According to the latest reports, U.S. flu activity has continued to increase in intensity and expand geographically in many areas of the country. Flu season typically peaks between December and February and lasts until May.
Surveillance information indicates that influenza A (H3N2) is the strain of flu virus circulating most widely. The severity of flu disease this season also appears to be similar to previous seasons in which influenza A (H3N2) viruses have circulated predominantly.
Question arose last month regarding the effectiveness of the this year’s flu vaccine. Traditional flu vaccines are made to protect against three different flu viruses (called “trivalent” vaccines). This year’s trivalent flu vaccine protects against two influenza A viruses (H1N1 and H3N2) and an influenza B virus.
Influenza viruses are constantly changing so it’s common for new strains of influenza viruses to appear each year. The effectiveness of the vaccine depends in part on the match between the viruses in the vaccine and influenza viruses that are circulating in the community. If these are closely matched, vaccine effectiveness is higher. If they are not closely matched, vaccine effectiveness can be reduced. However, even when the viruses are not closely matched, the vaccine can still protect many people and prevent flu-related complications. Such protection is possible because antibodies made in response to the vaccine can provide some protection (called cross-protection) against different, but related strains of influenza viruses.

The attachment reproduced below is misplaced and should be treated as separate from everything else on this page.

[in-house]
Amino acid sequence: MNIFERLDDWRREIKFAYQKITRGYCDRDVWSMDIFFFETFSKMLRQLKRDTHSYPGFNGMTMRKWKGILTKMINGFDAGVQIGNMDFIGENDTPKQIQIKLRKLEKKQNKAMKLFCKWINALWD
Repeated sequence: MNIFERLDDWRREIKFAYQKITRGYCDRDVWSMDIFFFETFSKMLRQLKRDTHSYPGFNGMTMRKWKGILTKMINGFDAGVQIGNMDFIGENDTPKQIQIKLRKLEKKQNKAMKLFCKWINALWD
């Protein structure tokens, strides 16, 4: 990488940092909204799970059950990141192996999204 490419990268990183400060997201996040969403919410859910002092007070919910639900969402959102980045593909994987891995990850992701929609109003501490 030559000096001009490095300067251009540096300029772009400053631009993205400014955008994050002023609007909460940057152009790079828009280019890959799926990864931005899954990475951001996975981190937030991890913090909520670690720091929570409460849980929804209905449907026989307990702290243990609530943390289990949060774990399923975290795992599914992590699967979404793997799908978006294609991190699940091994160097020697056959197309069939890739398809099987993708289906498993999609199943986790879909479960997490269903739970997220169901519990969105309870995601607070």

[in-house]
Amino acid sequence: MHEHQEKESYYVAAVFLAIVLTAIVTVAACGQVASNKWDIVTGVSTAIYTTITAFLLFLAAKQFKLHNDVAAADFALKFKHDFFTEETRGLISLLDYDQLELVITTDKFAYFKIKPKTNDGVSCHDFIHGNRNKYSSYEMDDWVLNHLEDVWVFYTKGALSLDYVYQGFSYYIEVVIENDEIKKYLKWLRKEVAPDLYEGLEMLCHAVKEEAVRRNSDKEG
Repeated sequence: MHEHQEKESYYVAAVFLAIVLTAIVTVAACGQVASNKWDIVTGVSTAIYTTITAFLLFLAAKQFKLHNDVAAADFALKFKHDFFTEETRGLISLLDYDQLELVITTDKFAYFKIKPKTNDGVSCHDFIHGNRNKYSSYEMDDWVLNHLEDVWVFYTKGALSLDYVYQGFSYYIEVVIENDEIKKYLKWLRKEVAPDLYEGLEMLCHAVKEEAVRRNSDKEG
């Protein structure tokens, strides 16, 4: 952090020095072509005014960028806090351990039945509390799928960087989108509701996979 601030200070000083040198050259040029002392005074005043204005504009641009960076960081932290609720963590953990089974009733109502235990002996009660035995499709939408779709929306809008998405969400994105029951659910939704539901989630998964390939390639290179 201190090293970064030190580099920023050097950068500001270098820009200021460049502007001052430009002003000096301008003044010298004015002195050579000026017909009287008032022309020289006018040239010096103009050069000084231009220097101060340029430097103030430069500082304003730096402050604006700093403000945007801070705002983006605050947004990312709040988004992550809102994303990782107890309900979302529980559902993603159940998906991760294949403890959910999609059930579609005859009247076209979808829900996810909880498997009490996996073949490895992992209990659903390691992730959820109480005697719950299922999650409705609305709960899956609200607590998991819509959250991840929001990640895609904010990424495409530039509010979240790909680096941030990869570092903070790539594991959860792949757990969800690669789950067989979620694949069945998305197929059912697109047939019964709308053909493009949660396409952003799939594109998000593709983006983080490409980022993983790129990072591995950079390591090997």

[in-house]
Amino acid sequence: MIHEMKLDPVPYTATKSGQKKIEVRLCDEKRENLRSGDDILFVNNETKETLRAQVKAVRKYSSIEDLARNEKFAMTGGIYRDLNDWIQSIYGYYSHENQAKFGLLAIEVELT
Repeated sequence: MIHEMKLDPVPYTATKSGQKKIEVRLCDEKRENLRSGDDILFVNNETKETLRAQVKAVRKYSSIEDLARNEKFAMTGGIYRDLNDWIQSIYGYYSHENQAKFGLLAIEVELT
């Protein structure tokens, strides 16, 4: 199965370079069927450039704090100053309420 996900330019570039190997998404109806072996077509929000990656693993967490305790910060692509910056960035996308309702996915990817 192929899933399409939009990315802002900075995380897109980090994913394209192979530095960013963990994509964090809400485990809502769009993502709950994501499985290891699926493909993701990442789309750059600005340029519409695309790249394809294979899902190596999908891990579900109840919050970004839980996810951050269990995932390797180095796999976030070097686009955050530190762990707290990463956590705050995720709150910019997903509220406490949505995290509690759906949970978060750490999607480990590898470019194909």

Vaccination remains the best method for preventing influenza and its potentially severe complications in children and adults even in years where there is a suboptimal match between vaccine and circulating strains of influenza viruses. The CDC continues to recommend vaccination as long as flu viruses are circulating and encourages prompt treatment with flu antiviral drugs for people at high risk of serious flu complications.